Like the rest of the world, American circus artists have spent the last eighteen months largely out of work, unemployed and stunned. Although we often joke about how careers in the arts are fragile, the pandemic has made many circus performers in the US understand in very real terms how little institutional support there is for our field.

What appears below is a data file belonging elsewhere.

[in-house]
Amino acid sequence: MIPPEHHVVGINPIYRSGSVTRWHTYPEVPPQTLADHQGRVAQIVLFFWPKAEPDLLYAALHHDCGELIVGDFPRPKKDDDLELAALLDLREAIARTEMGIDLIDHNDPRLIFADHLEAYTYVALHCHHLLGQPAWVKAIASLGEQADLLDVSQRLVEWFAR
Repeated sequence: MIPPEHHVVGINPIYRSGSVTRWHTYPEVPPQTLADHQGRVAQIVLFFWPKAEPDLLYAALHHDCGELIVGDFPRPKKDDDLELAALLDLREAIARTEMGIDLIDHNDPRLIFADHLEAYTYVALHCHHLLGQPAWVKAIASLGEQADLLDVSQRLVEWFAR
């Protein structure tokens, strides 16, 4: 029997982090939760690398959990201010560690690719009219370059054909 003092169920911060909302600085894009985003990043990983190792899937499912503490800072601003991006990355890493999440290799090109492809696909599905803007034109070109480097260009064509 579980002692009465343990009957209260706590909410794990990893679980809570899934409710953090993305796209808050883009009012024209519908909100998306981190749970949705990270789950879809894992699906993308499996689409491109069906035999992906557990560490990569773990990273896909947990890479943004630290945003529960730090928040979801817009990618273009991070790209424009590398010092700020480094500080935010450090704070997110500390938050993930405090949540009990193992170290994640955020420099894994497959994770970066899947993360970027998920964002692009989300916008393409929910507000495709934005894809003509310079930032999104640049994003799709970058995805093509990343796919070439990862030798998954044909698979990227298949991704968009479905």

Whenever a recession hits the United States, the arts and entertainment industry is one of the first to buckle, as we also saw after the dot-com bubble collapsed in the early 2000s and again in the aftermath of the Great Recession later that decade. Historically, these economic recessions are accompanied by what some economists call a “social recession,” a years-long period where conditions within a country deteriorate, leading to a contraction of the country’s social, cultural, and artistic spheres. Social recessions are marked by their length. Between 1971 and 2006, the United States endured five economic recessions, four of which were short, lasting less than a year. The corresponding “social recessions” had an average duration of five years each.  The professionalization of American circus does not have to mean the gentrification...
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